It happened in the Mearns

Our photo this week is from 1992 and was taken at the Drumtochty Arms Hotel. It shows musicians and artists entertaining senior citizens.
Our photo this week is from 1992 and was taken at the Drumtochty Arms Hotel. It shows musicians and artists entertaining senior citizens.

We take a look at what was making the headlines locally on this week in 1992, 1967 and 1917.

25 YEARS AGO

Friday January 31st, 1992

Grampian Region’s new £680,000 extension and upgrading to Carlton House, on Stonehaven’s Arduthie Road, is almost ready for occupation, after a year-and-a-half development.

The new section of the two-storey plus basement building has been designed to complement the existing structure, which was built as a private house at the turn of the century.

Features of the new extension include open plan and cellular offices, a lift, facilities for the disabled, and a mutual entrance with the old Carlton House which itself has been converted to offices and a canteen.

The original building has had a varied history; after beginning life as a private house, it was then occupied by Mackie Academy pupils, who used it as an annexe to the main school (now Arduthie Primary). Carlton House was later used by Kincardine/Deeside District Council planning department, and the North-East Scotland Library Service.

New owners Grampian Regional Council took over in 1987, and their roads department move in on Monday, followed by the social work department the following Monday.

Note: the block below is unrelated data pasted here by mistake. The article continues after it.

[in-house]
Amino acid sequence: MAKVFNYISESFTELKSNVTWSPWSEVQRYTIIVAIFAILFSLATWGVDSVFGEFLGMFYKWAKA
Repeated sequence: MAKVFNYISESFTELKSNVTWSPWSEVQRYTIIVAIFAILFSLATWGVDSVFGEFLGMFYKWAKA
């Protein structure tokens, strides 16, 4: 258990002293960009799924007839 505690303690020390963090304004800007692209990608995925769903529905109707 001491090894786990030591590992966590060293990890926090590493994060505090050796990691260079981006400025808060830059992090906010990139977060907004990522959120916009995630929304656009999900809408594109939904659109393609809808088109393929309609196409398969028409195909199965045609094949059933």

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A new phase in the history of Arbuthnott’s Lewis Grassic Gibbon project is about to be embarked upon, in that with the £128,000 Centre now fully paid for, the organisers are turning their attentions to raising more money for the accompanying exhibition.

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Our photo this week is from 1992 and was taken at the Drumtochty Arms Hotel. It shows musicians and artists entertaining senior citizens.

50 YEARS AGO

Friday February 3rd, 1967

An exceptionally high tide on Monday afternoon, whipped by a south-easterly wind, caused considerable damage to Stonehaven’s promenade.

The big tide caught out a truck being used in the reconstruction of the beach slipway, and a crane had to be employed to rescue it. Light was failing at the time, and the promenade was a hazardous place to be in as the waves swept over.